Congratulations to Lucie Rigaldies for her architectural thesis, which an outside panel of experts rated as “Highly Commended." Her thesis advisor is Professor Aki Ishida. Lucie is from Charlottesville, Virginia, and is excited to begin her journey as a professional. Lucie describes her thesis as:  

“This thesis explores the circulation of digital media as a condition that is rapidly changing the way we perceive people, cultures, and environments. As the accessibility and combinations of images are increasingly integrated into the built environment, we may find ourselves lost in the flux of virtual platforms. As Toyo Ito writes in Tarzans in the Media Forest, we are now designing for two types of bodies; “The real body which is linked with the real world by means of fluids running inside, and the virtual body linked with the world by the flow of electrons.” While we enter transient, digital space we live in fixed, architectural space. While we pursue fictional realities our bodies reside in the real world. While we swim in a sea of technology we search for nature in our cities.

As information space engenders an expanding consciousness, the act of design now exists between the unstable flows of informatics and the anchored frameworks shared by humans. In questioning how these new realities are conveyed, an interactive space for the presentation of emerging media is superimposed with a laboratory for its production. The exploration aims to capture architecture as an instrument for communication, and as the media form through which we encounter a collective network. Through an open-ended, blurry, and aggregational process, the architecture is endlessly perforated to allow for mediated interactions.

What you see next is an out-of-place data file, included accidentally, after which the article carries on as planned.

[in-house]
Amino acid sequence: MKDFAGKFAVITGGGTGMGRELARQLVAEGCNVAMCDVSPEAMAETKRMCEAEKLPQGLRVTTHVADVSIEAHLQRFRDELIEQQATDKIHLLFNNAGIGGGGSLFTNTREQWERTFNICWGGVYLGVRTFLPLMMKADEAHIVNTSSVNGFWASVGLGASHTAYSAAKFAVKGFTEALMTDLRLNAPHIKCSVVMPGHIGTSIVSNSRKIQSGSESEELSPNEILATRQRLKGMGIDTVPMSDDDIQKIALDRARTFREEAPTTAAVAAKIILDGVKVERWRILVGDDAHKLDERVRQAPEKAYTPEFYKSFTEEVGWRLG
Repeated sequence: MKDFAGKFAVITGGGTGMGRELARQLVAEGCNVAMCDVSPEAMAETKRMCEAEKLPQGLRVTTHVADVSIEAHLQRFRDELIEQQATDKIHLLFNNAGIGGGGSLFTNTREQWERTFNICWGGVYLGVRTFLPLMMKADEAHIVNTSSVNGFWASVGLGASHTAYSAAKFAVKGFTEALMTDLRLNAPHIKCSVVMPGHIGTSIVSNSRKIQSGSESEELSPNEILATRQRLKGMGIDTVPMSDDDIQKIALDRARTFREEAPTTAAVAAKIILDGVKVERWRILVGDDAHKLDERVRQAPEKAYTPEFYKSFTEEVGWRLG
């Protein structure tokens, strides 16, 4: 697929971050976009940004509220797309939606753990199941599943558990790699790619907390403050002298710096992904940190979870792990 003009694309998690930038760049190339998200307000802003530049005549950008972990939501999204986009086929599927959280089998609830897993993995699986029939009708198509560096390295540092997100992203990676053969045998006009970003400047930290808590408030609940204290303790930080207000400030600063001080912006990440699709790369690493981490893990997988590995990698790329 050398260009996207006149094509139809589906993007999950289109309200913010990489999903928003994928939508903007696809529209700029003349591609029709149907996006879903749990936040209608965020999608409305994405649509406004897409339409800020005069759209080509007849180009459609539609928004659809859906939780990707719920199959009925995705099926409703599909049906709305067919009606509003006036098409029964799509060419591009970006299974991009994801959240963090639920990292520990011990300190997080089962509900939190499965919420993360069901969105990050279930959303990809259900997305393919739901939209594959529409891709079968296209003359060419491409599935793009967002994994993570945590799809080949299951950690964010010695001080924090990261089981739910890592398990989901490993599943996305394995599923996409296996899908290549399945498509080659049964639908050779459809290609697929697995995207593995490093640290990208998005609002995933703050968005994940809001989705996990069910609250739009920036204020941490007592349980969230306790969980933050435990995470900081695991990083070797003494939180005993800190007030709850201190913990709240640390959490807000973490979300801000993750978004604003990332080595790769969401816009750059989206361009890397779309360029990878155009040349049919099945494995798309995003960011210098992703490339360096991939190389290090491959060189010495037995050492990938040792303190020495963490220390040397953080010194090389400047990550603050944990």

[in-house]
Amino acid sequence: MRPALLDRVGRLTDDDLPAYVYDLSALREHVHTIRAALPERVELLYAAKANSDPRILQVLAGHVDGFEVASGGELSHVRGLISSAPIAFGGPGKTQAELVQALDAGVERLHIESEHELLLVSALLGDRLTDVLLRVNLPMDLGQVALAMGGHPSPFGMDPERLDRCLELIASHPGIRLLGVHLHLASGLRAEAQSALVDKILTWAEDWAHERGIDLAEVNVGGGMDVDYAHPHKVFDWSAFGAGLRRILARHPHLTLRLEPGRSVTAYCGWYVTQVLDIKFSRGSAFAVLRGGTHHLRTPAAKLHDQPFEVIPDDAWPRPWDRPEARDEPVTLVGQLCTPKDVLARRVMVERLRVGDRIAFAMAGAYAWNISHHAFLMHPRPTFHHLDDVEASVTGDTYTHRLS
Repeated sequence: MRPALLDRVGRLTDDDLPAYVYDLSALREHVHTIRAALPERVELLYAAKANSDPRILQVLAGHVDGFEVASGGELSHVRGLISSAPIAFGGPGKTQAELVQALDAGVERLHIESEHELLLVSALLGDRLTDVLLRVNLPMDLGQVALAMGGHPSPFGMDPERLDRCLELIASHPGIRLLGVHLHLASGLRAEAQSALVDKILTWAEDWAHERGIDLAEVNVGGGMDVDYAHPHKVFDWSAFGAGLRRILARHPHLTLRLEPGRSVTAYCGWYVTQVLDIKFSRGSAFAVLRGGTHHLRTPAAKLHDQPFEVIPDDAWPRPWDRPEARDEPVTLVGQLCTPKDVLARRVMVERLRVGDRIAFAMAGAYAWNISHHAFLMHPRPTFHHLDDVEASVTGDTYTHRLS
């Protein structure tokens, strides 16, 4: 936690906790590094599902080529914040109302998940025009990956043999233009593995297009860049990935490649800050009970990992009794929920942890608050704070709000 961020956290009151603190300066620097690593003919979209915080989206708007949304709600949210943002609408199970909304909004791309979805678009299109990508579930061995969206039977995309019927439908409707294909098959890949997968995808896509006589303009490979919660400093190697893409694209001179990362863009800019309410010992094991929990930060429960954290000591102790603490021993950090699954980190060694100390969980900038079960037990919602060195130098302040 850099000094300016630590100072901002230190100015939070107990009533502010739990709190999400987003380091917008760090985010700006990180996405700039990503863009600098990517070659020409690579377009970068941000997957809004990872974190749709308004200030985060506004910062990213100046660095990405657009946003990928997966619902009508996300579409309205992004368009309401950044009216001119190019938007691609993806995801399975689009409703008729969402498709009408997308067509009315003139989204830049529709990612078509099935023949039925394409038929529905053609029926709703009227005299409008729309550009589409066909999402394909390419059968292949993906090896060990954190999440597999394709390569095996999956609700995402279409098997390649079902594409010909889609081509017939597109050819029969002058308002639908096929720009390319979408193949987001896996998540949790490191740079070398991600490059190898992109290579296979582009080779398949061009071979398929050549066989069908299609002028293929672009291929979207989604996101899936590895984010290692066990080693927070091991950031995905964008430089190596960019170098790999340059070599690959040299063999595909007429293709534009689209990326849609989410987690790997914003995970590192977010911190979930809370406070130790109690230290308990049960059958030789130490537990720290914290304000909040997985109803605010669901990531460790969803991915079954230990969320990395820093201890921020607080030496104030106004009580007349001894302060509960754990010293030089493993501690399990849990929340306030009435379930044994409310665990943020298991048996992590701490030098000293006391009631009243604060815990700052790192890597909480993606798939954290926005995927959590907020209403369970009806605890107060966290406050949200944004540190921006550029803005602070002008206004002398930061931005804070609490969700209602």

An ecology of views and formats constructs a tangled operation that unfolds particular modes of traversing the work. Within a rigid, digital framework, spaces are permeated by flows of information and depict the lived experience of the city as increasingly ephemeral and fluctuating. This centralized network points to a series of flows and relationships that intersect and hold together long enough to form an architectural identity. Its substance is thus no longer a specific set of materials, but a more complex system of knowledge, languages, and technologies. The architecture displays an endless panorama - all either expanding or receding, melting or condensing. Both a mirror and an audience at once, this hyperconnected system is an accumulation of information and material; it is technological and human, virtual and real.”